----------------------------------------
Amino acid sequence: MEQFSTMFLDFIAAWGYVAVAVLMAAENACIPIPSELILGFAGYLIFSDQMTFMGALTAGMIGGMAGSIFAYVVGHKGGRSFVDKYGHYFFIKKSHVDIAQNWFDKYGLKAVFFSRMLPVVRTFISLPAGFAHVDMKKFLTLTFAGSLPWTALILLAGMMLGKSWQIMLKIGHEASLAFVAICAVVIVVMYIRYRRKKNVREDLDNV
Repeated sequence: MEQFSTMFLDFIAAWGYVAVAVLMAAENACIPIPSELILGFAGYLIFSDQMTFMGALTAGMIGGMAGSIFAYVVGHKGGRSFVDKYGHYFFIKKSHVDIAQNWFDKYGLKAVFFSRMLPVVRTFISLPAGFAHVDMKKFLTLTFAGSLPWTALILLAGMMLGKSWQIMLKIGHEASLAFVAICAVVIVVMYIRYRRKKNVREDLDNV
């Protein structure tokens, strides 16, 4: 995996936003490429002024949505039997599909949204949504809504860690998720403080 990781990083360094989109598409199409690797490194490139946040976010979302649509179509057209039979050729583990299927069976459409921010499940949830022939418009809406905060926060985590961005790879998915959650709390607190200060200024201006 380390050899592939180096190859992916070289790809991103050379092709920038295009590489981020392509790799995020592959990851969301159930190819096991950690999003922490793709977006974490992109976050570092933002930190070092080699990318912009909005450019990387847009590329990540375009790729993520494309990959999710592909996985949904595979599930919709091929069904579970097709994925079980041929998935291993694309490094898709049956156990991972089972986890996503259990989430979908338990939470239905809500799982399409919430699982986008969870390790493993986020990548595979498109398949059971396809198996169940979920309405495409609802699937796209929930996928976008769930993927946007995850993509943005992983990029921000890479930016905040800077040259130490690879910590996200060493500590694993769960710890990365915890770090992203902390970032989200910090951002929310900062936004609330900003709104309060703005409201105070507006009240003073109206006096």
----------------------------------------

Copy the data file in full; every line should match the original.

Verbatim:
Amino acid sequence: MEQFSTMFLDFIAAWGYVAVAVLMAAENACIPIPSELILGFAGYLIFSDQMTFMGALTAGMIGGMAGSIFAYVVGHKGGRSFVDKYGHYFFIKKSHVDIAQNWFDKYGLKAVFFSRMLPVVRTFISLPAGFAHVDMKKFLTLTFAGSLPWTALILLAGMMLGKSWQIMLKIGHEASLAFVAICAVVIVVMYIRYRRKKNVREDLDNV
Repeated sequence: MEQFSTMFLDFIAAWGYVAVAVLMAAENACIPIPSELILGFAGYLIFSDQMTFMGALTAGMIGGMAGSIFAYVVGHKGGRSFVDKYGHYFFIKKSHVDIAQNWFDKYGLKAVFFSRMLPVVRTFISLPAGFAHVDMKKFLTLTFAGSLPWTALILLAGMMLGKSWQIMLKIGHEASLAFVAICAVVIVVMYIRYRRKKNVREDLDNV
């Protein structure tokens, strides 16, 4: 995996936003490429002024949505039997599909949204949504809504860690998720403080 990781990083360094989109598409199409690797490194490139946040976010979302649509179509057209039979050729583990299927069976459409921010499940949830022939418009809406905060926060985590961005790879998915959650709390607190200060200024201006 380390050899592939180096190859992916070289790809991103050379092709920038295009590489981020392509790799995020592959990851969301159930190819096991950690999003922490793709977006974490992109976050570092933002930190070092080699990318912009909005450019990387847009590329990540375009790729993520494309990959999710592909996985949904595979599930919709091929069904579970097709994925079980041929998935291993694309490094898709049956156990991972089972986890996503259990989430979908338990939470239905809500799982399409919430699982986008969870390790493993986020990548595979498109398949059971396809198996169940979920309405495409609802699937796209929930996928976008769930993927946007995850993509943005992983990029921000890479930016905040800077040259130490690879910590996200060493500590694993769960710890990365915890770090992203902390970032989200910090951002929310900062936004609330900003709104309060703005409201105070507006009240003073109206006096």